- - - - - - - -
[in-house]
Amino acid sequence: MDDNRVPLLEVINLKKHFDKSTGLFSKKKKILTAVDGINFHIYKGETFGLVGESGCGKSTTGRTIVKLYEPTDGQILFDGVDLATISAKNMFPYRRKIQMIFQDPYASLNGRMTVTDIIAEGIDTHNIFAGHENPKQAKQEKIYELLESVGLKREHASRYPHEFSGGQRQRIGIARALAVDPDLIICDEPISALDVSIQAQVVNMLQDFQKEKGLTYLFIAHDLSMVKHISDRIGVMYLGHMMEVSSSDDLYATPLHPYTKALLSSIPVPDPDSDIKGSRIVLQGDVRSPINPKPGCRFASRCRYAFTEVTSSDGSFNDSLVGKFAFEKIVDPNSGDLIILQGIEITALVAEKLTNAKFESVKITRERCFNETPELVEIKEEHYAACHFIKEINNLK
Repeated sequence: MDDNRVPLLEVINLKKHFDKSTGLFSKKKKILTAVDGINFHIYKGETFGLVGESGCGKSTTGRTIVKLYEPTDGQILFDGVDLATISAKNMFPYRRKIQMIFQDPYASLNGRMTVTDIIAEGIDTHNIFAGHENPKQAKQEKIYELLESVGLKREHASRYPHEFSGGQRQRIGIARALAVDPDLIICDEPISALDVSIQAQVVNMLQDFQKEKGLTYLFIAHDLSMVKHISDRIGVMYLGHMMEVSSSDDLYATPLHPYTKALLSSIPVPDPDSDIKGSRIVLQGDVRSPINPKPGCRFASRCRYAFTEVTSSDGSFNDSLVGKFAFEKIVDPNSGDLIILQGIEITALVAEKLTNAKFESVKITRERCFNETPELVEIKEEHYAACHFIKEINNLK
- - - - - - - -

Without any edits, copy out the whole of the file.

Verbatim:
[in-house]
Amino acid sequence: MDDNRVPLLEVINLKKHFDKSTGLFSKKKKILTAVDGINFHIYKGETFGLVGESGCGKSTTGRTIVKLYEPTDGQILFDGVDLATISAKNMFPYRRKIQMIFQDPYASLNGRMTVTDIIAEGIDTHNIFAGHENPKQAKQEKIYELLESVGLKREHASRYPHEFSGGQRQRIGIARALAVDPDLIICDEPISALDVSIQAQVVNMLQDFQKEKGLTYLFIAHDLSMVKHISDRIGVMYLGHMMEVSSSDDLYATPLHPYTKALLSSIPVPDPDSDIKGSRIVLQGDVRSPINPKPGCRFASRCRYAFTEVTSSDGSFNDSLVGKFAFEKIVDPNSGDLIILQGIEITALVAEKLTNAKFESVKITRERCFNETPELVEIKEEHYAACHFIKEINNLK
Repeated sequence: MDDNRVPLLEVINLKKHFDKSTGLFSKKKKILTAVDGINFHIYKGETFGLVGESGCGKSTTGRTIVKLYEPTDGQILFDGVDLATISAKNMFPYRRKIQMIFQDPYASLNGRMTVTDIIAEGIDTHNIFAGHENPKQAKQEKIYELLESVGLKREHASRYPHEFSGGQRQRIGIARALAVDPDLIICDEPISALDVSIQAQVVNMLQDFQKEKGLTYLFIAHDLSMVKHISDRIGVMYLGHMMEVSSSDDLYATPLHPYTKALLSSIPVPDPDSDIKGSRIVLQGDVRSPINPKPGCRFASRCRYAFTEVTSSDGSFNDSLVGKFAFEKIVDPNSGDLIILQGIEITALVAEKLTNAKFESVKITRERCFNETPELVEIKEEHYAACHFIKEINNLK